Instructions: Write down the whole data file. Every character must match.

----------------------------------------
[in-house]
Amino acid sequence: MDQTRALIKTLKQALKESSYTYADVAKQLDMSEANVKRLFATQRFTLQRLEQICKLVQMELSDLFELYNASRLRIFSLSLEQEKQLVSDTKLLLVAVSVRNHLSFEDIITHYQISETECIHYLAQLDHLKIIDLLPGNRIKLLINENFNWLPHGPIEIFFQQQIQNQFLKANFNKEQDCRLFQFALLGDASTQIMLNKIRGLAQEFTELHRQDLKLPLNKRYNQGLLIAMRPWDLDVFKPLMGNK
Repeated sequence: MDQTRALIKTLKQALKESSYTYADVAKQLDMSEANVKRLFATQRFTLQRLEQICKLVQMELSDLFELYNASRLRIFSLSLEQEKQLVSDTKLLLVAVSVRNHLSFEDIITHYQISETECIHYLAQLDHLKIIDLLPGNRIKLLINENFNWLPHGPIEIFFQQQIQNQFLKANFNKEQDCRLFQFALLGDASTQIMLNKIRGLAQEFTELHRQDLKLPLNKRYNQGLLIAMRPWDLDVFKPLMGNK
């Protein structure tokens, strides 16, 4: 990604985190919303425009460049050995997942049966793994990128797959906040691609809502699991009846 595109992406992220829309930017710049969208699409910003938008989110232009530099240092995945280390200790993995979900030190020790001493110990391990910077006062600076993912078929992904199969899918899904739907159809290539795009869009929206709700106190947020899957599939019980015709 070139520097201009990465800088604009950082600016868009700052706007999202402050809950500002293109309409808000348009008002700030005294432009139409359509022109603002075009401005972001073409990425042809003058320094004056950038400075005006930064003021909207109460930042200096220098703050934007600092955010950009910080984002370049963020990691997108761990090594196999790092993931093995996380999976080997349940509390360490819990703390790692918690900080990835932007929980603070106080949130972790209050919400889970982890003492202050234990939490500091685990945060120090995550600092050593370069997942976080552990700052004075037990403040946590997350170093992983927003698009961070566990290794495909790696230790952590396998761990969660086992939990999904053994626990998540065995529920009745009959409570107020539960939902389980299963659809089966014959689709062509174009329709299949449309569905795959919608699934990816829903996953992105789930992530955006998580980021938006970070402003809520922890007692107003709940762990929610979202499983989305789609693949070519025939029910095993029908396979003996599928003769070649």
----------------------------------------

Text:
[in-house]
Amino acid sequence: MDQTRALIKTLKQALKESSYTYADVAKQLDMSEANVKRLFATQRFTLQRLEQICKLVQMELSDLFELYNASRLRIFSLSLEQEKQLVSDTKLLLVAVSVRNHLSFEDIITHYQISETECIHYLAQLDHLKIIDLLPGNRIKLLINENFNWLPHGPIEIFFQQQIQNQFLKANFNKEQDCRLFQFALLGDASTQIMLNKIRGLAQEFTELHRQDLKLPLNKRYNQGLLIAMRPWDLDVFKPLMGNK
Repeated sequence: MDQTRALIKTLKQALKESSYTYADVAKQLDMSEANVKRLFATQRFTLQRLEQICKLVQMELSDLFELYNASRLRIFSLSLEQEKQLVSDTKLLLVAVSVRNHLSFEDIITHYQISETECIHYLAQLDHLKIIDLLPGNRIKLLINENFNWLPHGPIEIFFQQQIQNQFLKANFNKEQDCRLFQFALLGDASTQIMLNKIRGLAQEFTELHRQDLKLPLNKRYNQGLLIAMRPWDLDVFKPLMGNK
């Protein structure tokens, strides 16, 4: 990604985190919303425009460049050995997942049966793994990128797959906040691609809502699991009846 595109992406992220829309930017710049969208699409910003938008989110232009530099240092995945280390200790993995979900030190020790001493110990391990910077006062600076993912078929992904199969899918899904739907159809290539795009869009929206709700106190947020899957599939019980015709 070139520097201009990465800088604009950082600016868009700052706007999202402050809950500002293109309409808000348009008002700030005294432009139409359509022109603002075009401005972001073409990425042809003058320094004056950038400075005006930064003021909207109460930042200096220098703050934007600092955010950009910080984002370049963020990691997108761990090594196999790092993931093995996380999976080997349940509390360490819990703390790692918690900080990835932007929980603070106080949130972790209050919400889970982890003492202050234990939490500091685990945060120090995550600092050593370069997942976080552990700052004075037990403040946590997350170093992983927003698009961070566990290794495909790696230790952590396998761990969660086992939990999904053994626990998540065995529920009745009959409570107020539960939902389980299963659809089966014959689709062509174009329709299949449309569905795959919608699934990816829903996953992105789930992530955006998580980021938006970070402003809520922890007692107003709940762990929610979202499983989305789609693949070519025939029910095993029908396979003996599928003769070649």